Way in advance of the release of the US payrolls data the gold market appeared to cast its vote on where on the numbers’ spectrum such statistics coming from the US Labor Dept. would reside this morning. Bullion prices gained nearly 2% in advance of the opening of the New York trading session and they did so despite a steady-to-rising US dollar and (once again) despite a loss of nearly 1% in crude oil and a decline in copper. In fact, the entire precious metals’ complex was trading significantly higher even as perceptions of the global slowdown appeared to impact sentiment (and prices) across the board in base metals and certain other (wheat, for example) commodities.
The betting that the Fed will continue to ease in order to avert the possibility of a deeper contraction now appears to be front-and-center on certain trading floors and it is looking less like a blind bet than manifest certainty. This, with nearly three weeks to go before the Fed has its say in the matter and a week before US President Obama outlines his plans to resuscitate the very numbers that appear to be obsessing the spec trade this morning. But, hey, what are markets for, other than to pool a bunch of sentiment, and anticipation and translate them into price action?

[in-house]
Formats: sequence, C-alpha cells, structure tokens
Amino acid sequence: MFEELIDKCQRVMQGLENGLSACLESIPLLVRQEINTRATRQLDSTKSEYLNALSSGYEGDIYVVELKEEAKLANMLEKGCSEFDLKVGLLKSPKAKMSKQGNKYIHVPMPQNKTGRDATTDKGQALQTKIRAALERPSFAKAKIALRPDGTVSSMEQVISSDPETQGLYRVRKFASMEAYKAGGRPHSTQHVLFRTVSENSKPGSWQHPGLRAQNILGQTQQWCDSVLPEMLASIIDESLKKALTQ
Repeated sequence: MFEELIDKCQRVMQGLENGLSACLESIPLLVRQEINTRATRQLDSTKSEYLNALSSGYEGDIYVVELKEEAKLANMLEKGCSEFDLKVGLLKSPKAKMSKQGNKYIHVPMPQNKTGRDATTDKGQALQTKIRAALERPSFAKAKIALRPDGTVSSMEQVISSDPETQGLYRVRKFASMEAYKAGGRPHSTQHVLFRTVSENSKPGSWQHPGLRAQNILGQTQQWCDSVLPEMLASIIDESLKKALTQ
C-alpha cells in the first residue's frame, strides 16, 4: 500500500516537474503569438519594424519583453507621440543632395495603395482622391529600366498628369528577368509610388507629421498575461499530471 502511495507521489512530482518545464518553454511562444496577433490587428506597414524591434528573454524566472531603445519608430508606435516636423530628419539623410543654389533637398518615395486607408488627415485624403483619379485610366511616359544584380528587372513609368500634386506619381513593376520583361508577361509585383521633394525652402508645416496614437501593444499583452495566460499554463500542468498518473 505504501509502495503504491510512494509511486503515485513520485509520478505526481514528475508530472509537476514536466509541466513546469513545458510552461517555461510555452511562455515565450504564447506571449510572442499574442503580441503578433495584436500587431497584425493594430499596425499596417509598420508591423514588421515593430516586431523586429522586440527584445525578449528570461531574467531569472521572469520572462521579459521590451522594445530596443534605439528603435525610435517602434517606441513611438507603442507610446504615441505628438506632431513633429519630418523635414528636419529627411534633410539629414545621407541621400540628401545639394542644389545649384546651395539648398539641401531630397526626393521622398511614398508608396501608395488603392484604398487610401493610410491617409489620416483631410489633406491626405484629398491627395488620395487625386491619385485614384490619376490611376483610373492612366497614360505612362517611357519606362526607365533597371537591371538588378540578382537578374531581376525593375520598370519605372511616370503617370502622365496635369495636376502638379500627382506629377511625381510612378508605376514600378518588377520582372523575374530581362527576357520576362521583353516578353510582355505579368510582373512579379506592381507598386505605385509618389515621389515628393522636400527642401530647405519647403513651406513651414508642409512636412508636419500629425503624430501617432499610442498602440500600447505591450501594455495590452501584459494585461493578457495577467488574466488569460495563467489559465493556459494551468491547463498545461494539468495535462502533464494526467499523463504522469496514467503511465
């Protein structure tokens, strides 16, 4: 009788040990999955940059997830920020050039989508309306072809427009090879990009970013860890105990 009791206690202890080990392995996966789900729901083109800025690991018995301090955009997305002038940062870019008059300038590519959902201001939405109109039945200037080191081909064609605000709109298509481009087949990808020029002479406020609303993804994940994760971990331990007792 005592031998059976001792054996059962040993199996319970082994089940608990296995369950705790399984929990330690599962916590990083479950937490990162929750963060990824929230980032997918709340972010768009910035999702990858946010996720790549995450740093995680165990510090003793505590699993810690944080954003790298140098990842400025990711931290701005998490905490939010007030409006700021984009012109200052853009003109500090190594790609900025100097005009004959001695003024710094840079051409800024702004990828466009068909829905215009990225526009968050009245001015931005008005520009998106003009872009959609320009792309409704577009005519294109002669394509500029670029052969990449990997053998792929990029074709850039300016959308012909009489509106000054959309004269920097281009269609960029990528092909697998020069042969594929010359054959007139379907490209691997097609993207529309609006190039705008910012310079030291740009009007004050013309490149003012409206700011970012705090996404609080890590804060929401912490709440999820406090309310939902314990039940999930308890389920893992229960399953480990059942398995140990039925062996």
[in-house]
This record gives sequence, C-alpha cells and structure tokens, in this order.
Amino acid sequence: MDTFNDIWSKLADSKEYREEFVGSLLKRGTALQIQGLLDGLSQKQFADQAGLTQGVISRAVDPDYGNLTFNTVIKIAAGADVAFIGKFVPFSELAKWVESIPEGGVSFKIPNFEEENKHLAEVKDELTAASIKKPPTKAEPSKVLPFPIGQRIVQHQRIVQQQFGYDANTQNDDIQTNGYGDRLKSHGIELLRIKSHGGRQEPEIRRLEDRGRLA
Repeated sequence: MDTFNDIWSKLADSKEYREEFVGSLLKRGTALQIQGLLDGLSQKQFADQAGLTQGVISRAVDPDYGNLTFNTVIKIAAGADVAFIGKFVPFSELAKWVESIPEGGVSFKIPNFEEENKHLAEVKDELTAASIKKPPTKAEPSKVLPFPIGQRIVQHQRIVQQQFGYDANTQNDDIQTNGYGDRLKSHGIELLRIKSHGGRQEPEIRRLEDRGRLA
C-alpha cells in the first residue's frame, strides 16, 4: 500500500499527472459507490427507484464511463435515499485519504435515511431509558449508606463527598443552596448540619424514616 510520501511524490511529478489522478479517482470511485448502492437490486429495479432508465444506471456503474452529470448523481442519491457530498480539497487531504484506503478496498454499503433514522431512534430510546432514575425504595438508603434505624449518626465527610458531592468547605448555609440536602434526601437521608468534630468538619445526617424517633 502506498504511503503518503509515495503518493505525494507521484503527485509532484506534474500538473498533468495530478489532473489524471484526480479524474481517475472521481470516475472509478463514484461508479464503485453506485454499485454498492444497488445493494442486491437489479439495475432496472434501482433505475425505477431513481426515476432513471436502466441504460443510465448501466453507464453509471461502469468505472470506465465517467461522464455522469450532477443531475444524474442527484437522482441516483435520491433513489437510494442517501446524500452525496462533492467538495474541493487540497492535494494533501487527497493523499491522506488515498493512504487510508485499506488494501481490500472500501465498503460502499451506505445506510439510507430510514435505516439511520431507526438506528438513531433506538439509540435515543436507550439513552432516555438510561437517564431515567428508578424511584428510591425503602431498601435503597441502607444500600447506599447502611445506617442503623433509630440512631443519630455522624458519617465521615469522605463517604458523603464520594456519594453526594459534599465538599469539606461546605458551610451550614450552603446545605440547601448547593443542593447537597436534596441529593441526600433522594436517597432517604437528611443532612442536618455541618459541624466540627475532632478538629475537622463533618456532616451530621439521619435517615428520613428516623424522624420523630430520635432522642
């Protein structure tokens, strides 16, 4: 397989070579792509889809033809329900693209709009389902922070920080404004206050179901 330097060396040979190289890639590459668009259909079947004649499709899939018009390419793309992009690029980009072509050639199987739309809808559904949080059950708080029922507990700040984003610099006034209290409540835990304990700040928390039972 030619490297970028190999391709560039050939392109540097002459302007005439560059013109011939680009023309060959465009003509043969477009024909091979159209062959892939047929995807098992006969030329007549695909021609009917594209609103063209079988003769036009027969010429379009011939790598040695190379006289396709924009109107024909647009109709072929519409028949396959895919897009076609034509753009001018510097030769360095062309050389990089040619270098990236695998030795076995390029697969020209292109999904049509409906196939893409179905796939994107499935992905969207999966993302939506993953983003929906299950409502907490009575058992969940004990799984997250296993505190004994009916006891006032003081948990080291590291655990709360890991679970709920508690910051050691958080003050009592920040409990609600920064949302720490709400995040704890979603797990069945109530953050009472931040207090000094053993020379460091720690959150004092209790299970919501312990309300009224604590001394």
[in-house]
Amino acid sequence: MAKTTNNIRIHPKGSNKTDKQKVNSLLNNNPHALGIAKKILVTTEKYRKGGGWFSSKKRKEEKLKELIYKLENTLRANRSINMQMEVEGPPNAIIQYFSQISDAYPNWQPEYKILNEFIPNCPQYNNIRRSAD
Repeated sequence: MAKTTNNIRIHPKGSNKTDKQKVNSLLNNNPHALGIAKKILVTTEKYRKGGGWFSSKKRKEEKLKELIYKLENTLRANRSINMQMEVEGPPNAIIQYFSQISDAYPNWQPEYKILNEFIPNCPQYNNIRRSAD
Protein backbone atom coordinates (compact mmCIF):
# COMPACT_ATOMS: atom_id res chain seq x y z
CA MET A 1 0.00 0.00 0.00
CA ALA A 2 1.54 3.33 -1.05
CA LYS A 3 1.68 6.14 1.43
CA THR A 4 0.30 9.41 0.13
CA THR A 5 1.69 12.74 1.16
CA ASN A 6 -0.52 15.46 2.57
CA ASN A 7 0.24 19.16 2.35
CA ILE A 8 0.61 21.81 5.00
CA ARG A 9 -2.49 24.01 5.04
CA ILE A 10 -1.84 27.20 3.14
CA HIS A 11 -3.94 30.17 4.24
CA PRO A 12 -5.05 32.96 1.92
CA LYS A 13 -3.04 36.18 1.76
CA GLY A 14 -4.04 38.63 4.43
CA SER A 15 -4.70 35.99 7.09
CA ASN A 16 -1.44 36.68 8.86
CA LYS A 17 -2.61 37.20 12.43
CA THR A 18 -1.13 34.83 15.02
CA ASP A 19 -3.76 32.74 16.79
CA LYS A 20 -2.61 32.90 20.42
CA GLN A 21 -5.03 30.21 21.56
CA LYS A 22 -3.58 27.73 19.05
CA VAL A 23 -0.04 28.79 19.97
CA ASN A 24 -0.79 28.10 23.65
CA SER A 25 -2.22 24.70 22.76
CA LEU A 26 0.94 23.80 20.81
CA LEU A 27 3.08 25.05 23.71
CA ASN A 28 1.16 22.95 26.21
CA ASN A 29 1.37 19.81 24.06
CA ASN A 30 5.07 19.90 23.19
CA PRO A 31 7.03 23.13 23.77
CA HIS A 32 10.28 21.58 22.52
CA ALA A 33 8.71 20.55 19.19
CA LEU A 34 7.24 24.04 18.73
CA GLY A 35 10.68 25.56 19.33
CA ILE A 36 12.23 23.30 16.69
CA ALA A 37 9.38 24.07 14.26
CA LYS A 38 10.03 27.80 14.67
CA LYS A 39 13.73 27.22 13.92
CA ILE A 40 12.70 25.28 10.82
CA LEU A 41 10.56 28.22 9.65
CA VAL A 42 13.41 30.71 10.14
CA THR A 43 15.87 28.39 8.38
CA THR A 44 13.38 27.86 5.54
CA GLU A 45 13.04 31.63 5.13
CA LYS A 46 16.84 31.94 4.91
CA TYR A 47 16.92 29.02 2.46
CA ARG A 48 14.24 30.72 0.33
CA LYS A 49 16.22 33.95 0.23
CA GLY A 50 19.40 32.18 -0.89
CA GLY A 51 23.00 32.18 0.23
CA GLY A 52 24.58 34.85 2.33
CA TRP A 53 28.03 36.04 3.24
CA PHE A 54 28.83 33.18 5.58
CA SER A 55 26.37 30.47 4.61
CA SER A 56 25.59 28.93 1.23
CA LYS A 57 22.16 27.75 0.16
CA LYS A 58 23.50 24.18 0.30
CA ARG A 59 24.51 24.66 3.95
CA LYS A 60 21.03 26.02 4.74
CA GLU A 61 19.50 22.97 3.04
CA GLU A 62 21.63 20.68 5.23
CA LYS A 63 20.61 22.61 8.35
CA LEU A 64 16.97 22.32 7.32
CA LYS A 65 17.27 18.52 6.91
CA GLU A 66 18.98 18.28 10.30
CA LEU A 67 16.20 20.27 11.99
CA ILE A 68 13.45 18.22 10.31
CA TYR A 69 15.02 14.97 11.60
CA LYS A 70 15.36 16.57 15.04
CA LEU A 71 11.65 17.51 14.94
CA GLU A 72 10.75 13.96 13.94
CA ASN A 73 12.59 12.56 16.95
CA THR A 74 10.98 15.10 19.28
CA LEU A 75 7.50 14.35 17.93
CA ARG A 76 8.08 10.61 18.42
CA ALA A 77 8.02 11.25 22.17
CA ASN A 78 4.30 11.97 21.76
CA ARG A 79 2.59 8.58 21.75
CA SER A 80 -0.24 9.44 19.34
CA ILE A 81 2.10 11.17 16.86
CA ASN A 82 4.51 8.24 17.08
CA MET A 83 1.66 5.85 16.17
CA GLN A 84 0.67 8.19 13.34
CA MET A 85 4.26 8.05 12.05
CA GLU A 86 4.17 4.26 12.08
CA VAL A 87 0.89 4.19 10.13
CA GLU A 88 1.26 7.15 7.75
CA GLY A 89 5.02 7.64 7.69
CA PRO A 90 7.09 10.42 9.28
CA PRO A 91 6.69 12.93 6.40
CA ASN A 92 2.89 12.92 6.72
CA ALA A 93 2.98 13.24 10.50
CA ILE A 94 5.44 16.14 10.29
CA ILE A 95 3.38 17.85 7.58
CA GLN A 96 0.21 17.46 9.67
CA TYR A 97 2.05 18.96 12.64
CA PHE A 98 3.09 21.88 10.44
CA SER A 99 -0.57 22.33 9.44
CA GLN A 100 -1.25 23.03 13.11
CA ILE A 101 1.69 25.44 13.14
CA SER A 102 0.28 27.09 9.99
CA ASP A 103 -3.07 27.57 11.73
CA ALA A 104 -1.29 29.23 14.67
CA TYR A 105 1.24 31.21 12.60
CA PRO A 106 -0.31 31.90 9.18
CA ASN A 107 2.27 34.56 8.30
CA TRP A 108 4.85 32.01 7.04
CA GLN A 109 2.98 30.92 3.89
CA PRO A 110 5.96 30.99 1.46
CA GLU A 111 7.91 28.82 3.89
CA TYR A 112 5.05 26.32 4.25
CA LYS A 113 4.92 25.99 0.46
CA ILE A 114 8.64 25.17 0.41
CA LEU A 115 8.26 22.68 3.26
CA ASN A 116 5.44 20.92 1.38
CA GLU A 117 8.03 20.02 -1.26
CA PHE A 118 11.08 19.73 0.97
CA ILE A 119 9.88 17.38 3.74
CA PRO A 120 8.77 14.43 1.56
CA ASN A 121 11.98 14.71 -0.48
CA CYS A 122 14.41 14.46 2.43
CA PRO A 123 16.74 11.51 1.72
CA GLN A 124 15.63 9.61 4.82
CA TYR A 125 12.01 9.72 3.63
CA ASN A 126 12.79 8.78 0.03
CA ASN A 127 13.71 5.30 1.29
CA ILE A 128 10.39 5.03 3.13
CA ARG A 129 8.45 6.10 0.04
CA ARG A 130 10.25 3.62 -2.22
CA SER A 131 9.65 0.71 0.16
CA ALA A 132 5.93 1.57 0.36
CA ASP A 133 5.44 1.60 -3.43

Said action encompassed a $35 gain in the yellow metal this morning as the market opened for business in New York. Spot quotes on the bid side came in at $1,859.00 the ounce as against a greenback still trading at near 74.50 on the trade-weighted index and a 90-cent loss in black gold (to $88.04 a barrel). Silver added $0.99 per ounce and it opened at $42.49 on the bid-side.